Senior Judge warns divorced couples they aren’t actually divorced

    Senior Judge warns divorced couples they aren’t actually divorced

    This blog post relates to previous divorce laws. On 6 April 2022, the Divorce, Dissolution and Separation Act 2020 was implemented, heralding no-fault divorce. Read more in our blog post: No-fault divorce – the end of the blame game

    Senior family Judge, Sir James Munby, has today issued a warning that staff at the so-called divorce centres have made a number of errors in processing divorce petitions. As a result, couples who had been told that they were divorced, in fact, aren’t.

    As Sir James says, this could have a “devastating impact” upon the couples involved, not least if, relying upon the notification from the Court, they have subsequently gone on to remarry.

    How has this happened?

    Some years ago the divorce process was removed from local Courts and centralised at the divorce centres. In theory, this should have meant that the divorce process was streamlined and made more efficient but, in reality, decisions that were previously made by Judges are now being made by Court staff, known as legal advisors.

    Our experience suggests that a number of errors are being made by the legal advisors, which can often draw out the process giving rise to expense and frustration, adding to what for many is already a distressing experience.

    The dangers of DIY divorce

    Couples who have had access to expert independent legal advice are not likely to have been caught up in the errors made by Court staff. However, changes to the Court processes, some of which are now accessible online, have given rise to people trying to “go it alone”, which has resulted in the errors made by Court staff going unnoticed.

    Read more: Is DIY divorce worth the risk?

    No-one is entitled to obtain a decree of divorce until they have been married for at least 12 months. Woe betide the couple who applied before that 12 month period was up, even on the final day of the 12 months, rather than the following day, because they were not entitled to a divorce.

    It appears that a number of Court staff overlooked errors and so petitions were issued when they should not have been. Further, a number of couples who sought a divorce on the basis that they had lived apart for either 2 or 5 years also made errors which were not picked up by the Court staff. They too have been told they were divorced, when in fact they are not.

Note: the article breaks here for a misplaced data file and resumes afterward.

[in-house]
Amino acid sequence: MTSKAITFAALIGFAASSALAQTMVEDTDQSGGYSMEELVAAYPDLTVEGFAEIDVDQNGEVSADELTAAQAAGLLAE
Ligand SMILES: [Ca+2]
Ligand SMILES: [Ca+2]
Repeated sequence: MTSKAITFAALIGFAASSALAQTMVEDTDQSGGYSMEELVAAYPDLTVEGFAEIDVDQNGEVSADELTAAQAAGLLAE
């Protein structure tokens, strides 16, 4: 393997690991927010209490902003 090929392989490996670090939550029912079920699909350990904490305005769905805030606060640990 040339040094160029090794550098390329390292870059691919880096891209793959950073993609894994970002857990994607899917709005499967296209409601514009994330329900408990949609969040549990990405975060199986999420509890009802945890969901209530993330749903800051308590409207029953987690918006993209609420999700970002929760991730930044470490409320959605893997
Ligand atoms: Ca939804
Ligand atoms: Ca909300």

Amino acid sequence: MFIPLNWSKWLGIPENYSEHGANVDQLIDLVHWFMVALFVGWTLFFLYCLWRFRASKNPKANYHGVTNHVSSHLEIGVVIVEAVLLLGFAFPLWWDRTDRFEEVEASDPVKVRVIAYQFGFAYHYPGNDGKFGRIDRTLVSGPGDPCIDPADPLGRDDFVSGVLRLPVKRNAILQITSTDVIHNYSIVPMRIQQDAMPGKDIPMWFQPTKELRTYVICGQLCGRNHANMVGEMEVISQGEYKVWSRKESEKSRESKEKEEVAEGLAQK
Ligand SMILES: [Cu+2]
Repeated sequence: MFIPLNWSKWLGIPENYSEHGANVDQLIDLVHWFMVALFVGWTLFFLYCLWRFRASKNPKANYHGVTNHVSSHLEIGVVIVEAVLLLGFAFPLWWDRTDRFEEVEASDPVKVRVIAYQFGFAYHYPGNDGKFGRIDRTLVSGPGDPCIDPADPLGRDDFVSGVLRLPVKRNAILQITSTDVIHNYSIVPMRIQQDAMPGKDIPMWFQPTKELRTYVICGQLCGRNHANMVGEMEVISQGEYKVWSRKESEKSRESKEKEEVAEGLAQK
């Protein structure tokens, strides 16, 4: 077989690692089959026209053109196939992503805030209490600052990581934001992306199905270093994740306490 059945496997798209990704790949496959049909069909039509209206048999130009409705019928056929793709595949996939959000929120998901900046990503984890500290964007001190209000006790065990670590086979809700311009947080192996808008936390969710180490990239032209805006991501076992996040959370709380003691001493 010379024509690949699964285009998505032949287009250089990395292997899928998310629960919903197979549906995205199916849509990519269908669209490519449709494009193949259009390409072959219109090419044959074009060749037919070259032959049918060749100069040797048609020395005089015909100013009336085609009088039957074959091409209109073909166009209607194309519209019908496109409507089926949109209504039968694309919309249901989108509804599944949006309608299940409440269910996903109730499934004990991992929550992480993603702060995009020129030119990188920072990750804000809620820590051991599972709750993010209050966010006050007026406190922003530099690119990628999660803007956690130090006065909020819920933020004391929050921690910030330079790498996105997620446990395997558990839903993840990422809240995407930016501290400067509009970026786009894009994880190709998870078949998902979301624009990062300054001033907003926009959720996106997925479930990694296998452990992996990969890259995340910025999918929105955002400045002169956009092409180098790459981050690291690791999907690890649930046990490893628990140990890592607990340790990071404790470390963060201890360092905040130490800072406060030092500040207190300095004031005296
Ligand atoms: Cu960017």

What if I have remarried?

    For anyone who, having relied upon the Decree Absolute issued by the Court, has remarried they will now be advised that their remarriage is not valid. Couples may have spent substantial sums celebrating marriages which they may now be told are in fact bigamous.

    To top it all, bigamy is a criminal offence punishable by up to 7 years in prison.

    Although there is talk of fast tracking a valid divorce for those caught up in this debacle (but no talk yet of compensation), it is a timely reminder that the divorce process is complex, particularly if there are children involved or assets to be divided.

    Read more: What is a clean break order in divorce?

    Any couple seeking a divorce should give active consideration to obtaining independent expert advice from a trained lawyer, not least so they can be sure that they really are divorced when the Court tells them they are.

    Are you considering getting a divorce? Download our free guide and find out the six key decisions you need to make.

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